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TherapistMarryAnn, Therapist
Category: Mental Health
Satisfied Customers: 5838
Experience:  Over 20 years experience specializing in anxiety, depression, drug and alcohol, and relationship issues.
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My 12 yr.old grandson has started failing in his studies .at

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my 12 yr.old grandson has started failing in his studies .at the first of this school year(2010-2011)he was an A/B student. he has started stealing things and will lie about it. we have talked to him about this until we are blue in the face. we have grounded him,taken away things he enjoys.either achristian based reform school or militiry school is what we are concidering now. have you got any other alternetives? we[his mother and me,his grandmother need some GOOD advise.Kalob will be 13 in feb.

Hi, I'd like to help you with your problem.

It sounds like your grandson is having problems in school with his grades and with his behavior. You said he is stealing, lying and his grades have dropped.

So far, it seems you and his family have done all the right things. Those steps are all good ways to help him control his behavior. However, since they are not working, something else needs to happen.

I would highly recommend you or his parents try counseling for him. There are several things counseling can address. For example, what is the root of his problems? Are there family changes, an introduction of a new person in his life, or someone important leaving or dying? Have drugs and/or alcohol become an issue? These are some of the important issues that need explored and a counselor is qualified to help your grandson and your family come to terms with whatever is going on and provide guidelines to help resolve this issue.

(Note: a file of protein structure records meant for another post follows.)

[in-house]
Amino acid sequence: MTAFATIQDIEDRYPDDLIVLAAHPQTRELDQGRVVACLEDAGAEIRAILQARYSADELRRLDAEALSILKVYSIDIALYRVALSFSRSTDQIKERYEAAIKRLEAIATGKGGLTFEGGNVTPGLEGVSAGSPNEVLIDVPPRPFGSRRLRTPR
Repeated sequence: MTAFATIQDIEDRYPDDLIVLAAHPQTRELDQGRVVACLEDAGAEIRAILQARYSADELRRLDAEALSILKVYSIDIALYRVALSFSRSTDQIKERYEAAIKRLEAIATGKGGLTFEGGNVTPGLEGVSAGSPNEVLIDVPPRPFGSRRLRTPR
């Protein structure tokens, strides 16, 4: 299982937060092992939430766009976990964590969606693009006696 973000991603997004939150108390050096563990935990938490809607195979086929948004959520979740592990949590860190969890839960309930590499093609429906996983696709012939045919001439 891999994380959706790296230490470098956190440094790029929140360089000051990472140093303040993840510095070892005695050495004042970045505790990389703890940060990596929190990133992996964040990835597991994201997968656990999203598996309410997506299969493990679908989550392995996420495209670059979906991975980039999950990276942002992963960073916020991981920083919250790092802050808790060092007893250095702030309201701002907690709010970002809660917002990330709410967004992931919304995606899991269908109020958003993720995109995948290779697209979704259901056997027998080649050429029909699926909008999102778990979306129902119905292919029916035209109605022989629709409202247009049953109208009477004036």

Your grandson would also benefit with seeing a counselor because it is a neural setting where he may feel things are more equal and therefore be more willing to talk about whatever is going on.

You have several choices when finding a counselor. If your family attends church, the pastor can either help or provide a referral. Talk with your grandson's regular doctor for a referral or the local community mental health center can also help.

Continue to set boundaries with him and stick with them. Children do much better when parents are consistent and stick to what they say. The child may not like it now, but in the long run they respect consistency and firm guidance.

Sending him away to another school should be an absolute last resort and used only if his behavior becomes uncontrollable and all the other options are exhausted. There is a chance he may see being sent away as a rejection, especially if his problems are temporary and/or a reaction to something going on in his environment and therefore easier to solve.

A few books that may help you are 10 Days to a Less Defiant Child: The Breakthrough Program for Overcoming Your Child's Difficult Behavior by Jeffrey Bernstein and Redirecting Children's Behavior by Kathryn J. Kvols, Bill Riedler, and Parenting Press. These both are available on or your local library may be able to get them for you.

I hope this has helped you,


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